Home Local News Downtown Rockingham unity protest leads to shouting, hug

Downtown Rockingham unity protest leads to shouting, hug

Andy Grooms, left, starts a discussion with protesters Tuesday afternoon, asking why their signs were divisive if the point was unity.
William R. Toler - Richmond Observer

ROCKINGHAM ― A demonstration for unity in the cold rain got a little heated Tuesday afternoon on the downtown streets.

Deborah Conner organized the protest after comments under a post on the Facebook group One mans junk richmond county nc featuring an emaciated dog “got out of hand.”

“Racial comments were said that really upset a lot of people ― and I’m not OK with that,” Conner said. “So we’re going to make it known that we want equality for everyone, no matter what race you are.

“Sarah (McDuffie) took it too far,” she said.

A screenshot of one of McDuffie’s comments shows her saying that she saw more black-on-white racism than anything else on the post.

Judging by her comment, there was an earlier comment about whites drinking urine and McDuffie replied, “… but yall eat chalk and rape and kill your own kind,” and that she would rather drink urine than “be as low, miserable, and childish as some of the s–t i see on here.”

She then said she was going to go back to her “privileged life,” adding, “F–k all you racist pricks.”

Following that, there were calls to have McDuffie fired from her job at Hudson Brothers Deli.

Manager Robin Roberts said the restaurant/bar is not commenting on the situation because it was made by an individual on her own time.

McDuffie also declined to comment.

Conner’s husband, Joseph, said that the afternoon protest was “not a boycott directly of Hudson Brothers.”

However, Hudson Brothers was listed as the location on the notice of intent to picket filed with the Rockingham Police Department.

Joseph Conner also said that McDuffie “spoke from her experience” at Hudson Brothers in the comments and “ended up representing the place, whether or not she was supposed to be representing the place.”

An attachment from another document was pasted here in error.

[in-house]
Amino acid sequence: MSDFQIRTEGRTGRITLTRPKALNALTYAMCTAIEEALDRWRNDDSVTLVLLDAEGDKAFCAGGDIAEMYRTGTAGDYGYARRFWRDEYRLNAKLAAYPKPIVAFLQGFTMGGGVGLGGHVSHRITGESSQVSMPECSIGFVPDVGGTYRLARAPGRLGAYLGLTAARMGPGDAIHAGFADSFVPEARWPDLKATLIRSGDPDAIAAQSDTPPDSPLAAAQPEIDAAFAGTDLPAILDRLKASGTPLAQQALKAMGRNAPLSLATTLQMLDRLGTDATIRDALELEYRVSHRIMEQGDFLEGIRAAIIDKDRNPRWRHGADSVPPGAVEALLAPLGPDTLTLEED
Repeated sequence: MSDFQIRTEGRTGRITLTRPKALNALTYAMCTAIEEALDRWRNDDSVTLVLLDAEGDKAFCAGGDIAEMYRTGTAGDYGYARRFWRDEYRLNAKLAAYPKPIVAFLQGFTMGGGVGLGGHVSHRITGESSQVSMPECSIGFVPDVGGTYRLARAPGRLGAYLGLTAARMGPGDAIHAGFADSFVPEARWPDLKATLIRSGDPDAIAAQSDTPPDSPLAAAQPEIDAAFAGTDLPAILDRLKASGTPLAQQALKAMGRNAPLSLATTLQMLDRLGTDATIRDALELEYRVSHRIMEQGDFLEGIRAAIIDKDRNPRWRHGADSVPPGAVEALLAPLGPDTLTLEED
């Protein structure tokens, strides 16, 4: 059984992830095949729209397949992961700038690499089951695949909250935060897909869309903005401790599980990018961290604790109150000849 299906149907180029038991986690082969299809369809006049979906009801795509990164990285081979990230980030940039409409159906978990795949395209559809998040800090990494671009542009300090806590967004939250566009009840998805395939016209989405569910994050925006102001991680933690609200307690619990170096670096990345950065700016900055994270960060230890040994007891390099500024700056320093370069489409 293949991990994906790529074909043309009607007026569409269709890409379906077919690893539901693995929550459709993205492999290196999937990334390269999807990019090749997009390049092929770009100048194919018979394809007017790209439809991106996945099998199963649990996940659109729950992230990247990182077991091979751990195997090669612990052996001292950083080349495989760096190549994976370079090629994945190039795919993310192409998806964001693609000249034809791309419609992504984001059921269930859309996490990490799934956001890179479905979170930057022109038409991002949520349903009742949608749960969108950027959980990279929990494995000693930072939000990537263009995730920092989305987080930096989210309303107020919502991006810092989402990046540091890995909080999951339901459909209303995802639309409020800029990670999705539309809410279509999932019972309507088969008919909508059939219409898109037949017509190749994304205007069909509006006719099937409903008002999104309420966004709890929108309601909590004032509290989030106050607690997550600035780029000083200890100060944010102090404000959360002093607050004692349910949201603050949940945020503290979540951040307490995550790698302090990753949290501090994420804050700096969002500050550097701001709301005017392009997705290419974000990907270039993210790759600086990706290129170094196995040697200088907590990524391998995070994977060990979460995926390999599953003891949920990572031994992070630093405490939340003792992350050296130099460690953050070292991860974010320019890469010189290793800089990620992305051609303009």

He said the posts started the provocation for people being upset, “but at this point, it’s not about what started the cause … it only showed that this stuff is still embedded in our culture, in our society.”

“It’s OK for people to have their own personal opinion,” he said. “What’s not OK is to enact that personal opinion on someone, on other people, to discriminate and throw upset and hurt toward other people just because they’re different from you.”

The small group of seven, including two children, started in front of Richmond Community Theatre.


They were soon approached by counter-protester Andy Grooms who offered a box of tissues.

Donning a “Make America Great Again” cap, Grooms had two signs: one supporting President Donald Trump reading “Keep America Great!!” and the other reading “Free Hugs.”

Some of the protesters’ signs read: “Erase Racism;” “Black Lives Matter;” and “Pro Black is Not Anti White.”

“Why can’t you say, “All people’s the same?” Grooms asked the protesters. “It was brought up that y’all were out here to promote peace amongst everybody, everybody’s the same … I don’t see nothin’ about love, it’s all white, black, ‘Black Lives Matter.’”

He then invited them to have “an uncomfortable conversation,” which eventually led to shouting on both sides.

While they denied being those who were trying to get McDuffie fired, one protester ― who refused to give her name to the RO ― said she and those she was dining with were not treated the same as other customers.

“How is that fair?” she asked. “None of us called her job. All of us realize she has a family to feed. But if you work in the public, you love the public … if you don’t love all races … work from home.”

The group then moved down the street, across from Hudson Brothers, where the shouting continued, including mentioning acts of police brutality and inequality in the criminal justice system.

Before it was over, Grooms offered a free hug and one of the protesters accepted.

He also proposed another demonstration on a clear day for unity without division and to have a conversation, to which one of the protesters replied she’d file for a permit tomorrow.


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Managing Editor William R. Toler is an award-winning writer and photographer with experience in print, television and online media.